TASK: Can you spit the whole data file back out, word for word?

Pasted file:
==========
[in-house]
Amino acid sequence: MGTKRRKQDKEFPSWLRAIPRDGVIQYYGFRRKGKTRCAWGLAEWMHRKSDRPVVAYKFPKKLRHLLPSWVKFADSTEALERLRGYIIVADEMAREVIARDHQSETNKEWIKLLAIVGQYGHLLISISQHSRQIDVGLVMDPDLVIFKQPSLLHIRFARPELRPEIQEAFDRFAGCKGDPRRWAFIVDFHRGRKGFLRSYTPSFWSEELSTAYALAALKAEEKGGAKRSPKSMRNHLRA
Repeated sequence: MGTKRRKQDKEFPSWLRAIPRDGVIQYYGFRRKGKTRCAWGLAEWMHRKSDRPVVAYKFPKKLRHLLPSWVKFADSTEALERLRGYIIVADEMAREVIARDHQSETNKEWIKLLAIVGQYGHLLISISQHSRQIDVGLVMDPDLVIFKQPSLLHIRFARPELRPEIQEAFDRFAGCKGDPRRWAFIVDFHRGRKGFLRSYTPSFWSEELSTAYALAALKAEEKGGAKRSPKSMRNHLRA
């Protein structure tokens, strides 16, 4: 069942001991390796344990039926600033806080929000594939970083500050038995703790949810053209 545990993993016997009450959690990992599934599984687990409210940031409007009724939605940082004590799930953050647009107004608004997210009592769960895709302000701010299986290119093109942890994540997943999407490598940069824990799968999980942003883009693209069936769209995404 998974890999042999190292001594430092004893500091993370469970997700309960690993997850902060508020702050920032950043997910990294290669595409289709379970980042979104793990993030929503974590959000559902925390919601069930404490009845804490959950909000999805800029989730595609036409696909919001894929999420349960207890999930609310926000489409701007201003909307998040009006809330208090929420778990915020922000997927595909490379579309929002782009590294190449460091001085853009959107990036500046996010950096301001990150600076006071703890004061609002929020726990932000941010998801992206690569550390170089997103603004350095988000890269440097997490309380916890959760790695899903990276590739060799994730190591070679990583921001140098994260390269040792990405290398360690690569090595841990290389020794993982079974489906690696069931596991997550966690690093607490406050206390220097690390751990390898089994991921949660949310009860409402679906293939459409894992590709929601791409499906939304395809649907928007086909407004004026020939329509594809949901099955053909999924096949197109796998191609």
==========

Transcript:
[in-house]
Amino acid sequence: MGTKRRKQDKEFPSWLRAIPRDGVIQYYGFRRKGKTRCAWGLAEWMHRKSDRPVVAYKFPKKLRHLLPSWVKFADSTEALERLRGYIIVADEMAREVIARDHQSETNKEWIKLLAIVGQYGHLLISISQHSRQIDVGLVMDPDLVIFKQPSLLHIRFARPELRPEIQEAFDRFAGCKGDPRRWAFIVDFHRGRKGFLRSYTPSFWSEELSTAYALAALKAEEKGGAKRSPKSMRNHLRA
Repeated sequence: MGTKRRKQDKEFPSWLRAIPRDGVIQYYGFRRKGKTRCAWGLAEWMHRKSDRPVVAYKFPKKLRHLLPSWVKFADSTEALERLRGYIIVADEMAREVIARDHQSETNKEWIKLLAIVGQYGHLLISISQHSRQIDVGLVMDPDLVIFKQPSLLHIRFARPELRPEIQEAFDRFAGCKGDPRRWAFIVDFHRGRKGFLRSYTPSFWSEELSTAYALAALKAEEKGGAKRSPKSMRNHLRA
């Protein structure tokens, strides 16, 4: 069942001991390796344990039926600033806080929000594939970083500050038995703790949810053209 545990993993016997009450959690990992599934599984687990409210940031409007009724939605940082004590799930953050647009107004608004997210009592769960895709302000701010299986290119093109942890994540997943999407490598940069824990799968999980942003883009693209069936769209995404 998974890999042999190292001594430092004893500091993370469970997700309960690993997850902060508020702050920032950043997910990294290669595409289709379970980042979104793990993030929503974590959000559902925390919601069930404490009845804490959950909000999805800029989730595609036409696909919001894929999420349960207890999930609310926000489409701007201003909307998040009006809330208090929420778990915020922000997927595909490379579309929002782009590294190449460091001085853009959107990036500046996010950096301001990150600076006071703890004061609002929020726990932000941010998801992206690569550390170089997103603004350095988000890269440097997490309380916890959760790695899903990276590739060799994730190591070679990583921001140098994260390269040792990405290398360690690569090595841990290389020794993982079974489906690696069931596991997550966690690093607490406050206390220097690390751990390898089994991921949660949310009860409402679906293939459409894992590709929601791409499906939304395809649907928007086909407004004026020939329509594809949901099955053909999924096949197109796998191609």